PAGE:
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Discussion Starter #1
OK gearheads: I have searched, but what I'm really looking for is a little mechanical discussion and factual experience regarding the torque converter in the X. I'm good with the basics of towing and installing coolers on the transmission, but I want to dig a little deeper if possible.

Specifically, I'm looking to nail down the stall speed and hammer out some driving techniques with respect to gear/RPM selection to minimize heat loads while towing. For example: is it better to downshift to 3rd gear and maintain a slightly higher RPM (say, 3K or something above the TC stall speed) while towing a trailer uphill, or is it better to simply drive a reasonable speed (55 mph or so) and let the transmission govern itself?

Does it even make a difference?
 

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With modern lock up torque convertors the cruising speed doesn't really affect the transmission. It is old school non-lock up transmissions that are really bad about cooking fluid in the convertor when pushing a lot of torque through the convertor at low speed (excessive slip makes excessive heat). The convertor should be locked at cruise, this will keep the convertor from slipping and creating heat.
 

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OK gearheads: I have searched, but what I'm really looking for is a little mechanical discussion and factual experience regarding the torque converter in the X. I'm good with the basics of towing and installing coolers on the transmission, but I want to dig a little deeper if possible.

Specifically, I'm looking to nail down the stall speed and hammer out some driving techniques with respect to gear/RPM selection to minimize heat loads while towing. For example: is it better to downshift to 3rd gear and maintain a slightly higher RPM (say, 3K or something above the TC stall speed) while towing a trailer uphill, or is it better to simply drive a reasonable speed (55 mph or so) and let the transmission govern itself?

Does it even make a difference?

It's easy to measure stall speed, just stand on the brake hard and start giving it some throttle. At some point, your rpm will stop increasing. Just don't kill anyone while doing this.

Since you really don't have control over when the TC locks, you're going to have to base how your driving it on the perceived load on the engine/trans. Of course, you could add a trans temp gauge and be more scientific about things. The bottom line is that depending on several factors (outside temp, trailer height and weight, hill incline, speed limit, etc.) you may or may not need to modify what Nissan has programmed into the trans for shift points. In a worst case scenario (5,000 lb tall and wide trailer, going up a 7% grade and speed limit in excess of what you can actually achieve and 100+ degree temps), anything less than full throttle is going to be easier on the trans and engine, BUT, you might not be going as fast as you'd like to. In this scenario, you wouldn't even have the choice to use 4th or 5th. No matter what, the trans is going to kick down.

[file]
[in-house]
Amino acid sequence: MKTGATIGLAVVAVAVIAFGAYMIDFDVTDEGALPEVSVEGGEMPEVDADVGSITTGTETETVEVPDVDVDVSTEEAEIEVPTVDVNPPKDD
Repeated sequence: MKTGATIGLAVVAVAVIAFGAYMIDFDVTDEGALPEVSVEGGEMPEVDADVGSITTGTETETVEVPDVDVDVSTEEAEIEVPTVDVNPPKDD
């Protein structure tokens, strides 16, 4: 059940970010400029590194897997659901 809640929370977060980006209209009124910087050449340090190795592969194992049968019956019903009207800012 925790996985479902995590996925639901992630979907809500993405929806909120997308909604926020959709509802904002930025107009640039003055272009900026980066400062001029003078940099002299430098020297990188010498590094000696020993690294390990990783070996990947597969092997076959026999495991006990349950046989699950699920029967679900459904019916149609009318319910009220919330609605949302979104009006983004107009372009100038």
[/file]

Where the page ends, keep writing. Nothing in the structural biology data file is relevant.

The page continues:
What's the trailer weight? Is it small, like a pop-up, or big like a toy hauler? You might end up needing to use lower gears even on a flat road with a big trailer. It's extended time at load that I'd be worried about, not the 10 minute hill climbs...
 

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Discussion Starter #5 (Edited)
FWIW, I use a BullyDog to monitor transmission temp. Not towing, with no skids installed, the BD indicates a transmission temp of 145-150F on the highway at 70mph and 90+ degree ambient temp. Taking the skids off and installing a bigger transmission cooler lowered the highway transmission temperature 15-20 degrees F, so that helps. The other good news is there should be significantly cooler outside temps during my trip at the end of October.

rockhd, you hit the nail on the head: I'm towing a 5x8 cargo trailer that will only weigh around 2K, so the biggest factor over hundreds of miles a day is wind resistance. On my short test runs, it tows fine up to 65mph, but you can really feel the drag above 45. I will probably just lock out OD and hope for the best, and slow down when I have to. I plan to drive 60-65mph on flat highways, but I will dial back to save the transmission as necessary, especially on the hilly parts.

Thanks for the responses. Stay tuned for a "Find my X" contest while I'm driving across the country next month! Your best best might be the nearest mechanic along I-40. (just kidding, I hope...)
 

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Have fun climbing the hill up to Flagstaff! But, at least the air temps will be lower :) and 2000 lbs isn't really that much at all.

If you're towing that cargo trailer, just keep your speeds lower. Remember, doubling your speed increased drag by 4x. It's 4x harder to drive 60 mph than 30 mph. Oh, and plan on getting REALLY bad fuel mileage lol
 

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I pulled a 5x15 box with a 7 foot roof height from home to Chicago and back (2500 miles) and saw better mileage with a load in the trailer versus unloaded. Also, I was able to maintain 70 mph with the loaded trailer. Just watch your distance with the big trucks, nothing like backwash to start a trailer swaying. I can't comment on transmission temps though, I have a manual. Truck towed it just fine though, only issue was animals. New York and Pennsylvania are loaded with deer and we crossed both states at night.
 
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